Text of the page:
# Difference between revisions of "Case 9: Gottschalk v. Benson (1972)"

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− | Benson et al. filed for a patent for converting binary coded decimal numbers into pure binary numbers in a method not specific to a certain application or apparatus. They attempted to claim for any use of their system in a general-purpose digital computer. The Supreme Courted granted certiorari to determine whether or not the claim constituted a "process" under U.S. patent law. | + | Benson et al. filed for a patent for converting binary coded decimal numbers into pure binary numbers in a method not specific to a certain application or apparatus. They attempted to claim for any use of their system in a general-purpose digital computer. The Supreme Courted granted certiorari to determine whether or not the claim constituted a "process" under U.S. patent law. The claims in question are algorithms, or procedures by which a computer may solve a mathematical problem. In this case, the algorithm converts numbers from one form to the other. New programs may be written based on this basic function of the computer. |

− | The | + | The new system converts BCD numbers into pure binary numbers. This means that instead of creating a string of four ones or zeros to represent each individual place in a number, one string of several ones or zeros are used to signify a single, aggregate number. These calculations do not require any new technology or systems; old computers long in use may be used, as well as no computers at all. |

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+ | Mackay stated that while neither scientific principles nor mathematical formulas may be patented, a new and useful structure developed from the knowledge of such a truth may be. This ruling was another expression |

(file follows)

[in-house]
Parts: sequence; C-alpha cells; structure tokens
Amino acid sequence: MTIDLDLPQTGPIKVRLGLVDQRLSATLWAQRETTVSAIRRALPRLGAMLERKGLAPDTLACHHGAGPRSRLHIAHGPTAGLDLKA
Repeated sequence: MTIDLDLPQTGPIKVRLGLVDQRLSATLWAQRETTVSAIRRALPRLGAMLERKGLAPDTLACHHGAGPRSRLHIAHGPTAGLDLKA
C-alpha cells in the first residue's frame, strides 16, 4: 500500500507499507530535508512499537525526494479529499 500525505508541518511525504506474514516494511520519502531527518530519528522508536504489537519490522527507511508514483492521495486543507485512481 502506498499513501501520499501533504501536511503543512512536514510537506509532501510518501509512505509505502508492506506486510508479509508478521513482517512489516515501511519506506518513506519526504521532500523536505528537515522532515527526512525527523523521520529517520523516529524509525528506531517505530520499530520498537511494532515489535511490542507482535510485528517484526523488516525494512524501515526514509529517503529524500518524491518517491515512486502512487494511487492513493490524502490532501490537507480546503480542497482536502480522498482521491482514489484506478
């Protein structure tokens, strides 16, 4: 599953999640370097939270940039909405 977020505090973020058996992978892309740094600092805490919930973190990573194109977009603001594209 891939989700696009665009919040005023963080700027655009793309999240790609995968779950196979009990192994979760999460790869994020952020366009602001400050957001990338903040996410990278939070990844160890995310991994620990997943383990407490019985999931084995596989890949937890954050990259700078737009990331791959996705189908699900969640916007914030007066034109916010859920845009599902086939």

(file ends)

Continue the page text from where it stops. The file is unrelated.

## Revision as of 02:01, 10 March 2011

Benson et al. filed for a patent for converting binary coded decimal numbers into pure binary numbers in a method not specific to a certain application or apparatus. They attempted to claim for any use of their system in a general-purpose digital computer. The Supreme Courted granted certiorari to determine whether or not the claim constituted a "process" under U.S. patent law. The claims in question are algorithms, or procedures by which a computer may solve a mathematical problem. In this case, the algorithm converts numbers from one form to the other. New programs may be written based on this basic function of the computer.

The new system converts BCD numbers into pure binary numbers. This means that instead of creating a string of four ones or zeros to represent each individual place in a number, one string of several ones or zeros are used to signify a single, aggregate number. These calculations do not require any new technology or systems; old computers long in use may be used, as well as no computers at all.

Mackay stated that while neither scientific principles nor mathematical formulas may be patented, a new and useful structure developed from the knowledge of such a truth may be. This ruling was another expression